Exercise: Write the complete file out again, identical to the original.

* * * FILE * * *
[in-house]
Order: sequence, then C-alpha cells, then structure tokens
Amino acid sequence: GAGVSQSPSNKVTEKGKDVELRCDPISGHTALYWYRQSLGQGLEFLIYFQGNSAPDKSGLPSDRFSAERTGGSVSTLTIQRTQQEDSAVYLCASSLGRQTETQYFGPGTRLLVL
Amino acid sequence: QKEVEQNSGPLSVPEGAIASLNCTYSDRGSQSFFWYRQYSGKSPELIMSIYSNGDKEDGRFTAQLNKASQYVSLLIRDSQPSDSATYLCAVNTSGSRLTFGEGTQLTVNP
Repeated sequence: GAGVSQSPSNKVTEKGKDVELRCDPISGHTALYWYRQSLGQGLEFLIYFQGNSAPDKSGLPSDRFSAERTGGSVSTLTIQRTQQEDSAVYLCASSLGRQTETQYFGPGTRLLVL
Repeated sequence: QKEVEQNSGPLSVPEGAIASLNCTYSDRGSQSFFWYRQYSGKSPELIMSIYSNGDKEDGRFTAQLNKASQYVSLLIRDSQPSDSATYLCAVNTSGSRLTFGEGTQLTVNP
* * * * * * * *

[in-house]
Order: sequence, then C-alpha cells, then structure tokens
Amino acid sequence: GAGVSQSPSNKVTEKGKDVELRCDPISGHTALYWYRQSLGQGLEFLIYFQGNSAPDKSGLPSDRFSAERTGGSVSTLTIQRTQQEDSAVYLCASSLGRQTETQYFGPGTRLLVL
Amino acid sequence: QKEVEQNSGPLSVPEGAIASLNCTYSDRGSQSFFWYRQYSGKSPELIMSIYSNGDKEDGRFTAQLNKASQYVSLLIRDSQPSDSATYLCAVNTSGSRLTFGEGTQLTVNP
Repeated sequence: GAGVSQSPSNKVTEKGKDVELRCDPISGHTALYWYRQSLGQGLEFLIYFQGNSAPDKSGLPSDRFSAERTGGSVSTLTIQRTQQEDSAVYLCASSLGRQTETQYFGPGTRLLVL
Repeated sequence: QKEVEQNSGPLSVPEGAIASLNCTYSDRGSQSFFWYRQYSGKSPELIMSIYSNGDKEDGRFTAQLNKASQYVSLLIRDSQPSDSATYLCAVNTSGSRLTFGEGTQLTVNP